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Why the Apple Doesn't Fall: Understanding Intergenerational Transmission of Human Capital

  • Black, Sandra
  • Devereux, Paul J.
  • Salvanes, Kjell G

Parents with higher education levels have children with higher education levels. Is this because parental education actually changes the outcomes of children, suggesting an important spillover of education policies, or is it merely that more able individuals who have higher education also have more able children? This Paper proposes to answer this question by using a unique dataset from Norway. Using the reform of the education system that was implemented in different municipalities at different times in the 1960s as an instrument for parental education, we find little evidence of a causal relationship between parents’ education and children’s education, despite significant OLS relationships. We find 2SLS estimates that are consistently lower than the OLS estimates with the only statistically significant effect being a positive relationship between mother's education and son's education. These findings suggest that the high correlations between parent’s and children’s education are due primarily to family characteristics and inherited ability and not education spillovers.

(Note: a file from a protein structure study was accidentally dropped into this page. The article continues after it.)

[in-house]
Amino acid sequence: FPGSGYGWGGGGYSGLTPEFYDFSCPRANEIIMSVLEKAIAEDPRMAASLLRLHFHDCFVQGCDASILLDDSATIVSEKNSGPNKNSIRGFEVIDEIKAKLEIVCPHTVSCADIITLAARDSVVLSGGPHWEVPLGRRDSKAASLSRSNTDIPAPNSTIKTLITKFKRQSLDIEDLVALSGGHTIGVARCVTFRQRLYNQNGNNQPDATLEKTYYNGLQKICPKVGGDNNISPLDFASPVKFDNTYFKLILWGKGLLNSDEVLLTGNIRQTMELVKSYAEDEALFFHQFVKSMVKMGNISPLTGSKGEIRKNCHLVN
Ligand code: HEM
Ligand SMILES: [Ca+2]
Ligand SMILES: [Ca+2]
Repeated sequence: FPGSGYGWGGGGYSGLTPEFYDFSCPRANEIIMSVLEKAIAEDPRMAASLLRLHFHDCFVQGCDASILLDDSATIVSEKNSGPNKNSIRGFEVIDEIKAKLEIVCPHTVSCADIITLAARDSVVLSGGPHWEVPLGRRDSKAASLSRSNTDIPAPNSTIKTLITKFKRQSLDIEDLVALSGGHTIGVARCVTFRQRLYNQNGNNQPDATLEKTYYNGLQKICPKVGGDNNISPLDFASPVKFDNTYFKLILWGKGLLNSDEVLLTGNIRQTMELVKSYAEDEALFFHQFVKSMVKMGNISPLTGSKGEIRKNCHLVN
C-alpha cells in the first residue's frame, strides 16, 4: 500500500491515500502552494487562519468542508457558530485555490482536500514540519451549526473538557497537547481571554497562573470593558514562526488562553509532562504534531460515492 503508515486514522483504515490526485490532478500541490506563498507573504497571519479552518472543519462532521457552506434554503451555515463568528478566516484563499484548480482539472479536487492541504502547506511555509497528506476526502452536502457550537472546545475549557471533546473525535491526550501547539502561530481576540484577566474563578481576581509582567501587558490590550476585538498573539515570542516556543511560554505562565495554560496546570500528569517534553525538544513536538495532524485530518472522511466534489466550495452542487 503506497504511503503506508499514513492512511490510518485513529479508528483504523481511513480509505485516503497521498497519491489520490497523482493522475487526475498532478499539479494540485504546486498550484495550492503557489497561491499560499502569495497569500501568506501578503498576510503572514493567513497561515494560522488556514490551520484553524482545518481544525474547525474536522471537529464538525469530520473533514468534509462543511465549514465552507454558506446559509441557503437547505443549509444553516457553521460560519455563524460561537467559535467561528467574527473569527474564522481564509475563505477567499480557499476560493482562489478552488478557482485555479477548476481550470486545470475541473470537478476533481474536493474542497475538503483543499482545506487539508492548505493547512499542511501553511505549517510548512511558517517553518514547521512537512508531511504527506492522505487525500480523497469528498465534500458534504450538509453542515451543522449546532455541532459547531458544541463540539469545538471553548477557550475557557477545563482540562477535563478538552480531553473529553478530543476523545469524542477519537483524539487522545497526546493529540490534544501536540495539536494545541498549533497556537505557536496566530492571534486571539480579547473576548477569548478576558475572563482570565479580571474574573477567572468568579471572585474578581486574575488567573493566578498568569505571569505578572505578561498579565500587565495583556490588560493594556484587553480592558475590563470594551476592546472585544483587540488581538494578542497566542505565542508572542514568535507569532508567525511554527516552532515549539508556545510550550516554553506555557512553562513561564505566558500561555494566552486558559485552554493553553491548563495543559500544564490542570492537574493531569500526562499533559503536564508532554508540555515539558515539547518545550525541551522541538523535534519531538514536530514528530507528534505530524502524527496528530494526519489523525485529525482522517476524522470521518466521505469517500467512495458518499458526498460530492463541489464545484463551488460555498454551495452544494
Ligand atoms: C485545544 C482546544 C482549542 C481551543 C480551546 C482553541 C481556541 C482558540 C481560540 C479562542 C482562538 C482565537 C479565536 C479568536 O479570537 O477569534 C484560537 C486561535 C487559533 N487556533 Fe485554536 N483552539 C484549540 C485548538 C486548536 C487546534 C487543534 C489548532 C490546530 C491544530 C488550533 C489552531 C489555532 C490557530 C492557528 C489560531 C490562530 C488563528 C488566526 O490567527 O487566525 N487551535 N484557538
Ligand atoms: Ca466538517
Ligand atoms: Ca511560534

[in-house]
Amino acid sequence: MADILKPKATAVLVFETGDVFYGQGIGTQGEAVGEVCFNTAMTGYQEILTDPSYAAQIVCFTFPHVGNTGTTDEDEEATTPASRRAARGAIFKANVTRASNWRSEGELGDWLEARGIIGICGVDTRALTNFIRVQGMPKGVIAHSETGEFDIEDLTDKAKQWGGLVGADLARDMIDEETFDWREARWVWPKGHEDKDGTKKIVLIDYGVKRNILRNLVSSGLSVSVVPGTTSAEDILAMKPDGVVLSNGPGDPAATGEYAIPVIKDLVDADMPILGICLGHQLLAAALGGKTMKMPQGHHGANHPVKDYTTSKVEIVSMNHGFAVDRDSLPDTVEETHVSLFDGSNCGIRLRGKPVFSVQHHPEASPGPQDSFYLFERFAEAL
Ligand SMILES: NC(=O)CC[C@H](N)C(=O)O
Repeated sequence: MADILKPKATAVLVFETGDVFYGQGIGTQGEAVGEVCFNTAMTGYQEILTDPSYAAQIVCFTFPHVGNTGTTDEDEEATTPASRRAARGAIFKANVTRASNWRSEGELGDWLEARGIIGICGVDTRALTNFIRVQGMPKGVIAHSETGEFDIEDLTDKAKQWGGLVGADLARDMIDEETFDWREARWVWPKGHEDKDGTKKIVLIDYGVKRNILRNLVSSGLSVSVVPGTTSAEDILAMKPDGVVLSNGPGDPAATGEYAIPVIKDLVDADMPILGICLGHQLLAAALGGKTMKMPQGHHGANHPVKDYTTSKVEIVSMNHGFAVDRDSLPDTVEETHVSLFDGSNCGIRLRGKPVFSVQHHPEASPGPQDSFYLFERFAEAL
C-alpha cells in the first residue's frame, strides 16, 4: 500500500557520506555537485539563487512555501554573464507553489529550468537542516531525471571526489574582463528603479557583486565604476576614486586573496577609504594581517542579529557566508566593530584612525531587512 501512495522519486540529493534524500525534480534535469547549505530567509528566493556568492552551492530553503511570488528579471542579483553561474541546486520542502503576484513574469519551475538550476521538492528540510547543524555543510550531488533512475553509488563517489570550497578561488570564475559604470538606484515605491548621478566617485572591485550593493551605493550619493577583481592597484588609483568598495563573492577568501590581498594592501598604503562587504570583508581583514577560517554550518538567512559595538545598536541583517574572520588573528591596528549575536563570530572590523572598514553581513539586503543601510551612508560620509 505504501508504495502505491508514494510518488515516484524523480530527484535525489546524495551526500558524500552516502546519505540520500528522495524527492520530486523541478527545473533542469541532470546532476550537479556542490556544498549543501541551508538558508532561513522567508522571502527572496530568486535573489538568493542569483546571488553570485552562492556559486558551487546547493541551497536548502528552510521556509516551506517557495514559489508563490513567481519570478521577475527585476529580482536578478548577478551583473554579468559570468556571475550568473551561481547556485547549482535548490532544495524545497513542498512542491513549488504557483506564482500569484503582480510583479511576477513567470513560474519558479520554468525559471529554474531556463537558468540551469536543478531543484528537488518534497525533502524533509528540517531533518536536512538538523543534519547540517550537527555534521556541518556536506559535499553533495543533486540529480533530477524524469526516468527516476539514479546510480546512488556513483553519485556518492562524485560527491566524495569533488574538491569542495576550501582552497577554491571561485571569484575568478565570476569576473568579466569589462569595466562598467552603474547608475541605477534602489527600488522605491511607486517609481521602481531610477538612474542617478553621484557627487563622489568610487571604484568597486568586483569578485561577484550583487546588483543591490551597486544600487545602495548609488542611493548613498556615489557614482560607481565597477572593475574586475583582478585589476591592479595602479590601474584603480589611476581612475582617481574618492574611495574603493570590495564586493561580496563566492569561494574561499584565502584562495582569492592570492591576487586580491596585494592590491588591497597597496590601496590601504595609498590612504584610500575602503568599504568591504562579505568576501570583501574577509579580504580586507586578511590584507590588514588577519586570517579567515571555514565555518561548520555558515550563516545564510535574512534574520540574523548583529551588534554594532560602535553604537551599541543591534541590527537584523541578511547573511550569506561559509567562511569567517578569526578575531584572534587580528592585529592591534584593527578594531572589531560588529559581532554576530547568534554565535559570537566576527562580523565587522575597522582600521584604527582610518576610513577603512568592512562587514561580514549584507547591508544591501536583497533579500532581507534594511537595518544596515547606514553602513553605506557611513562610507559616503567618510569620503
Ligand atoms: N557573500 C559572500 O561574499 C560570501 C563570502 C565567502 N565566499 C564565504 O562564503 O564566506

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Paper provided by C.E.P.R. Discussion Papers in its series CEPR Discussion Papers with number 4150.

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Date of creation: Dec 2003
Date of revision:
Handle: RePEc:cpr:ceprdp:4150
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  17. Antonovics, Kate & Goldberger, Arthur S., 2003. "Do Educated Women Make Bad Mothers? Twin Studies of the Intergenerational Transmission of Human Capital," University of California at San Diego, Economics Working Paper Series qt2mk37677, Department of Economics, UC San Diego.
  18. Costas Meghir & Mårten Palme, 2003. "Ability, parental background and educational policy: empirical evidence from a social experiment," IFS Working Papers W03/05, Institute for Fiscal Studies.
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